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Why photographers love Rukomechi Camp
Located in a private concession bordering Mana Pools, this area deserves its status as a world heritage site. For photographers, the backdrop of the escarpment is awesome. Also, there are great photographic opportunities along the Zambezi River, especially for elephants. The pools after which Mana takes its name draw in game, especially during the dry season. This is great walking country too, and the opportunity to do boating makes the trip exceptional.
How we rate Rukomechi Camp
Rukomechi Camp at a glance
Ruckomechi overlooks the Zambezi River in the heart of the Zambezi Valley. It features:
- 10 walk-in safari tents (7 twin-bedded, 2 king-size, and 1 two-bedroom)
- Tents feature views of the river, en-suite bathroom, outdoor shower and small veranda
- Main communal camp area with infinity pool, hammocks, dining area, bar, lounge, stargazing/fire deck and library
- 220V electrical plugs are located in main camp area
- Solar hot water
Ruckomechi Camp is located in a private concession on the border of Mana Pools National Park along the Zambezi River. “Mana”, which means “four” in the local language, describes the four main pools of the river—Main, Chine, Long and Chisambuk—remnants of river channels that stopped flowing years ago. During the dry season, these and other pools in the park draw abundant wildlife. Mana Pools is well-known for its herds of elephant and buffalo, especially along the river, and offers good lion, leopard and wild dog sightings as well. Herbivores such as zebra, waterbuck, kudu and impala are also abundant, as are crocodiles and hippo. Bird enthusiasts can look out for a nice mix of waterfowl and species from riverine and woodland habitats. Some special birds include Livingstone’s Flycatcher, Red-necked Falcon, Lillian’s Lovebird, African Finfoot, Southern Carmine Bee-eater, Black-throated Wattle-eye and Eastern Nicator. Mana Pools is a scenic and remote park with a real sense of wilderness along the river floodplains and riverine woodland against the backdrop of the Rift Valley escarpment mountains across the border in Zambia. It’s also famous for its ana (or albida) trees, whose pods are particularly favoured by elephant.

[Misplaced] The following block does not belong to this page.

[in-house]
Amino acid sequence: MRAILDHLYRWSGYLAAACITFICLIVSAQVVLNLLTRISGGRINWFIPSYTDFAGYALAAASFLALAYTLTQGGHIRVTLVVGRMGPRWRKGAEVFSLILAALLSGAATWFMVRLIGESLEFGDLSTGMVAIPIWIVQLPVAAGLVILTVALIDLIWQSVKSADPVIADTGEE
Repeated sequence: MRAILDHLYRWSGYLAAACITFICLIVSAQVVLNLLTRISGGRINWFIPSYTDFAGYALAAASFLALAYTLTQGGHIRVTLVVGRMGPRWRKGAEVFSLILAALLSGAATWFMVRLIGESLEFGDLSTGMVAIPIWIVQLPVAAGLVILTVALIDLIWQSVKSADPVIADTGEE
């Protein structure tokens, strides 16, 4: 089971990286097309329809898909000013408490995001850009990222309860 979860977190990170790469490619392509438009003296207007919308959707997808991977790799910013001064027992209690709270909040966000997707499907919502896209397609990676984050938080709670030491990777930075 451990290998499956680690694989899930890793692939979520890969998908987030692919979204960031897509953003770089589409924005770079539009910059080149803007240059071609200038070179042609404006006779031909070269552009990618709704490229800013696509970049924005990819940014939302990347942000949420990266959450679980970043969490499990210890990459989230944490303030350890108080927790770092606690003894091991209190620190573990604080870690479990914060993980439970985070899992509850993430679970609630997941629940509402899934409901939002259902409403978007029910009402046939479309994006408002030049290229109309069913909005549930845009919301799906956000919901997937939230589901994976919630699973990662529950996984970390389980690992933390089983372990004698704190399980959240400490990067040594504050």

The Camp is open from April to mid-November. June to October is the dry season and the best time to see animals coming to the water. Wildlife viewing improves as the dry season wears on, but temperatures can be very hot and humid towards October. Wetter months offer lusher vegetation, young animals and migrant birds.
What Rukomechi Camp costs
Contact Photos and Africa for best rates and advice
The good news
Ruckomechi is one of the best loved camps in Zimbabwe and is being upgraded to Wilderness Safaris’ top environmental standards.